In Georgia Saxelby’s Lullaby, we also see monumental architecture, this time in direct interaction with the human body. Saxelby’s work is part of Effect in three movements, the only presentation in 2020 Adelaide//International focusing on the work of women practitioners. The exhibition has a distinct tone, representing a softening, a folding, of the traditional structures and strictures dictated through the built environment. (In a sense Johns-Messenger’s mirrors play a similar role in Wardle’s work – folding and reopening the space in new ways and bringing humanity and humour to the serious business of architecture. Wardle professed to being surprised by the often-humorous reception of his work during its Venice presentation.)

In Lullaby, three red-clad figures occupy a neoclassical colonnade, performing individual and synchronised gestures against the soaring columns and endless steps. The two-channel video is projected wall-scale into the corner of a gallery space, the channels’ central seam becoming a point of reflection and inversion for the images. The figures caress the white stone and wring their hands against a backdrop of water. Moving together, the angles of their bodies reflect those of the structure yet contrast with its immovability.

While Saxelby’s video is tucked away in a corner, Helen Grogan’s work ruptures out of the walls and infiltrates other parts of the space with interventions intended to be altered by the artist during the exhibition. Titled SET AND DRIFT (unfolding as 2–4 constellations for/of Samstag Museum of Art, 2020)(2020), Grogan’s work employs the “secondary architecture” of the gallery, exploring and exposing the behind the scenes elements, the fixtures and support structures that are usually invisible to most visitors. Banal video and photographic elements are positioned to draw viewers around the gallery, causing us to follow paths and sightlines we may not have otherwise. This is choreography both deliberate and open to chance.

In Zoë Croggon’s series of sculptural relief works, women’s fashion magazines are folded and collaged to juxtapose and superimpose bodies, objects and spaces. The curve of a jawline drifts into a swathe of fabric; a shoulder morphs into a handbag which switches into a stairwell. Croggon’s works themselves are not entirely fixed – the magazines themselves are left in their rolled or folded state, and it’s discomforting to realise that these women are being bent and folded to fit these material trappings. This slipperiness of humans in the face of architecture can be seen across all the works in Effect in Three Movements, and new gestural relationships are tested.

A few doors up in SASA Gallery, artist and architect Matthew Bird’s exhibition Parallaxis centres on a video work depicting two figures crossing a starkly beautiful landscape with large wheel-like objects. Bird employs a coolly seductive sci-fi aesthetic to imagine a futuristic mapping scenario drawing on celestial surveying techniques. The two spacesuit-clad protagonists and their glowing wheels move gracefully and continually, in a paradoxical attempt to pin coordinates through perpetual movement as they cross vast salt lakes and bushland, encountering nineteenth-century architectural ruins along the way. Whilst mapping and surveying are central to humans establishing domestic settlements, Bird shows their unlimited potential when looking to the vastness of outer space.

Museums are always implicated in the choreography of the body through space, and a key element of exhibition-making considers the intellectual and physical narrative that plays out during a visitor’s experience. Of the 2020 Adelaide//International’s five exhibitions-within-an-exhibition, four are solo presentations and one a group show. The exhibitions of Bird and Darkson are located outside the walls of Samstag itself, creating a clear delineation for those projects, while Wardle and Claerbout’s projects and Effect in three movements are located inside Samstag. Wardle’s work sits at the heart of the space, inhabiting the entire of the ground floor gallery and able to be viewed from the first floor where Claerbout, as well as Croggon, Grogan and Saxelby’s work, is found. Depending on whether visitors travel to the first floor via the lift or stairs, they might encounter Claerbout’s work first, or Saxelby’s. The slippage between these elements is inevitable and serves as a reminder of architecture’s active role in the navigating and synthesising of exhibitions.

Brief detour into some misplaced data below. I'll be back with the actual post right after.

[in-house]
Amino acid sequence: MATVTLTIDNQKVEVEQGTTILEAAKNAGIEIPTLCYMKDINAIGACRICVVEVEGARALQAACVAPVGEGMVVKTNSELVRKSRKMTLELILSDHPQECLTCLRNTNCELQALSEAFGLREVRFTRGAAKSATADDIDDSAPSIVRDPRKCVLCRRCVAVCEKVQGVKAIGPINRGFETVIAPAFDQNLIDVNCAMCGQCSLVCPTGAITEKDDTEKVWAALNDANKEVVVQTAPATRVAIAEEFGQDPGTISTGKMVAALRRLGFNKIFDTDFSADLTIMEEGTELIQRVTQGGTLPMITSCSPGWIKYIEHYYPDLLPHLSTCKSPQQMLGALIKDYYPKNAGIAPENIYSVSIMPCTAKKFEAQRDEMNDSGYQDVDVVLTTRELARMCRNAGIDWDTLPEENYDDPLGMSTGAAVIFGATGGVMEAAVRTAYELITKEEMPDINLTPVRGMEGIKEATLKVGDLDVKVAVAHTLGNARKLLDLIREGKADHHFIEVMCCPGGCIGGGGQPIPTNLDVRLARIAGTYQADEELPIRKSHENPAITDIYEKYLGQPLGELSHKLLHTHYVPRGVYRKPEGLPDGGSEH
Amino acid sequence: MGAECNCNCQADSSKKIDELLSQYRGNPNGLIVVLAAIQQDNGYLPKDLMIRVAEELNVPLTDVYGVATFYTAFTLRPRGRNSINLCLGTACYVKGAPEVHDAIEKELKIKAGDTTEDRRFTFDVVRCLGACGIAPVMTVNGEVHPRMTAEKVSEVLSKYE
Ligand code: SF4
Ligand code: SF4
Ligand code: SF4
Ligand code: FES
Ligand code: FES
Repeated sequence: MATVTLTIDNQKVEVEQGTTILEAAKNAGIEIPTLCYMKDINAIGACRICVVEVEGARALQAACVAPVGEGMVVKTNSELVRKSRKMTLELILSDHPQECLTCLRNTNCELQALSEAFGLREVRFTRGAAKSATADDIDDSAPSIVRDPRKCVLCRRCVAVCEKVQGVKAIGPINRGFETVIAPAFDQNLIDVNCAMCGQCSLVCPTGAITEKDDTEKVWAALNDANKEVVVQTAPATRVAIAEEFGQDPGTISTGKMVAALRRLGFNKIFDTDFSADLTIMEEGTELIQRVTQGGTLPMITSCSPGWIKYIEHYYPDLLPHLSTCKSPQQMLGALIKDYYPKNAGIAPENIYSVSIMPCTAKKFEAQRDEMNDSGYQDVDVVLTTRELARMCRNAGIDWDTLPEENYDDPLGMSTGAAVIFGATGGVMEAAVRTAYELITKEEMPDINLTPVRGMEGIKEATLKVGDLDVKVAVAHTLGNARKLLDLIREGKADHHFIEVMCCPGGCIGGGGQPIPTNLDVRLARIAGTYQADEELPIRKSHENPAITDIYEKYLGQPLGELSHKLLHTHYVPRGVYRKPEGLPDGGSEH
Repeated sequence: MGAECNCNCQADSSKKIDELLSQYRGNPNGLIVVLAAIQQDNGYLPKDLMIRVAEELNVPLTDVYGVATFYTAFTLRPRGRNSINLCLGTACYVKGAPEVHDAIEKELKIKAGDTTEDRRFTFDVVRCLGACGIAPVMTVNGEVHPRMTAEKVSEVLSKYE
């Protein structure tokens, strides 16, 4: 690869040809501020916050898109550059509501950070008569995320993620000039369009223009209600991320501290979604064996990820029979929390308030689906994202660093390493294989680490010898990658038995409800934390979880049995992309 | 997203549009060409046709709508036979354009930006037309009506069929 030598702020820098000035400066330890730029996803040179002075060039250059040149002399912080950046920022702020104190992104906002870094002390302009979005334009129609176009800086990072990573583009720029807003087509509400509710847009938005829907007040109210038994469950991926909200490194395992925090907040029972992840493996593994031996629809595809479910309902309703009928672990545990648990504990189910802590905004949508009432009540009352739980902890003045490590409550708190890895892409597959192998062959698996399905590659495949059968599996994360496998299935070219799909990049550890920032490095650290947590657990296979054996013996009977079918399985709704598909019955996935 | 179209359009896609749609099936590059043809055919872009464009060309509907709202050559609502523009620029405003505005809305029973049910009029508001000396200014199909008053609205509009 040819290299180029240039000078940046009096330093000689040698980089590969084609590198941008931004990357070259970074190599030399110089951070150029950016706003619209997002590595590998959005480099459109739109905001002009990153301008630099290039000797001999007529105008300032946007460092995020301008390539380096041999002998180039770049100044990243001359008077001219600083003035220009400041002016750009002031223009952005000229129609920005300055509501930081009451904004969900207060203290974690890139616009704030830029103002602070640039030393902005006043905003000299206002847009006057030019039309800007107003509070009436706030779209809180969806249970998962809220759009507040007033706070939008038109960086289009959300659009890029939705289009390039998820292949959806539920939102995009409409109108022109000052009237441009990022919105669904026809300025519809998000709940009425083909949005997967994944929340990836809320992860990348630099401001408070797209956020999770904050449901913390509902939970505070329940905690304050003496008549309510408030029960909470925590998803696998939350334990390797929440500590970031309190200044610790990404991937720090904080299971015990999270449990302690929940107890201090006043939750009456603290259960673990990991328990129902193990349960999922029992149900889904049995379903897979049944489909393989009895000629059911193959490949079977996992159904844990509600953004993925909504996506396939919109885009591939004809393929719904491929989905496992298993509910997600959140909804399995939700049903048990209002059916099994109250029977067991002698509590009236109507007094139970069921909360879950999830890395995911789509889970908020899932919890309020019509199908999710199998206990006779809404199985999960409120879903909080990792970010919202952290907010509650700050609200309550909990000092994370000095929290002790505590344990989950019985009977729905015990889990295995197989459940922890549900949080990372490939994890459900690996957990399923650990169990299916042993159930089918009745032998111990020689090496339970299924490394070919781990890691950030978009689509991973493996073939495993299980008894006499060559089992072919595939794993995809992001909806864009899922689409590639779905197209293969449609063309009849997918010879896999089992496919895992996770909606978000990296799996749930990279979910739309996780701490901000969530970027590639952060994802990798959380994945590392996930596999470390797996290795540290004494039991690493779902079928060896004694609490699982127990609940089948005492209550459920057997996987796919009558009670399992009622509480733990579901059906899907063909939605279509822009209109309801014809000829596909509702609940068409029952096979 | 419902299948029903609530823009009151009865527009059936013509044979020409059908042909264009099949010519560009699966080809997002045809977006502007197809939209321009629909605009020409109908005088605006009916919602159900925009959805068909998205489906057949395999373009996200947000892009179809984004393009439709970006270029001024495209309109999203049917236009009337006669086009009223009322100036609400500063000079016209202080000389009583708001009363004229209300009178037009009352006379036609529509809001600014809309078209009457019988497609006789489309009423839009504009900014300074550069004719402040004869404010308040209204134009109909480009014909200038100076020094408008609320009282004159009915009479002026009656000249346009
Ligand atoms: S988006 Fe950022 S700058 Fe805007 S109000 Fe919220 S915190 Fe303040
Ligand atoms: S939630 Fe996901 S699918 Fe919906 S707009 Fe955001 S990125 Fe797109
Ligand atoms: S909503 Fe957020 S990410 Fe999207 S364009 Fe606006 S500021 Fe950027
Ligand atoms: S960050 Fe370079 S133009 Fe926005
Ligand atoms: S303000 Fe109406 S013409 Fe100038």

As Green states in her introduction to the catalogue, architecture has an “indispensable role as a ‘choreographer of human experience’”. Temporarily at least this has taken on new meanings. We dance around each other in space, instructed to leave a designated amount of room around our own bodies. Our domestic spaces take on new significance: backyards and front verandahs, balconies, the views from our windows, changing value as other options are denied. For some, a clear separation between home and work has been shattered, as work enters the domestic sphere. For others, the home-office has long been a reality, but it is now occupied by other members of our family. For many including those experiencing homelessness, the closure of public facilities will have a deep impact. COVID-19 has forced humans to re-examine their relationship with architecture.

It has also forced a re-examination of our relationship with time. While we wait for unknown, unspecified weeks and months in isolation, without work, without physical contact with our communities, architecture exists, persists, in the background, supporting, surrounding, interrupting, enduring, collapsing, being propped up. At Samstag, the apertures of Wardle’s organic-geometric structure draw the gaze across an ancient-contemporary timeline; Claerbout’s video piece imagines the present while creating the future; Saxelby, Grogan and Croggon rupture what seemed fixed; Bird’s sci-fi-scape connects us with the universal expanse. And all the while we join Darkson and his family in their kitchen, on hold with Centrelink. This suite of exhibitions serves as a timely reminder of the dance that exists between space and time, and the capacity for architecture to conduct, contain, record and imagine possibilities for the human condition.

-Chloé Wolifson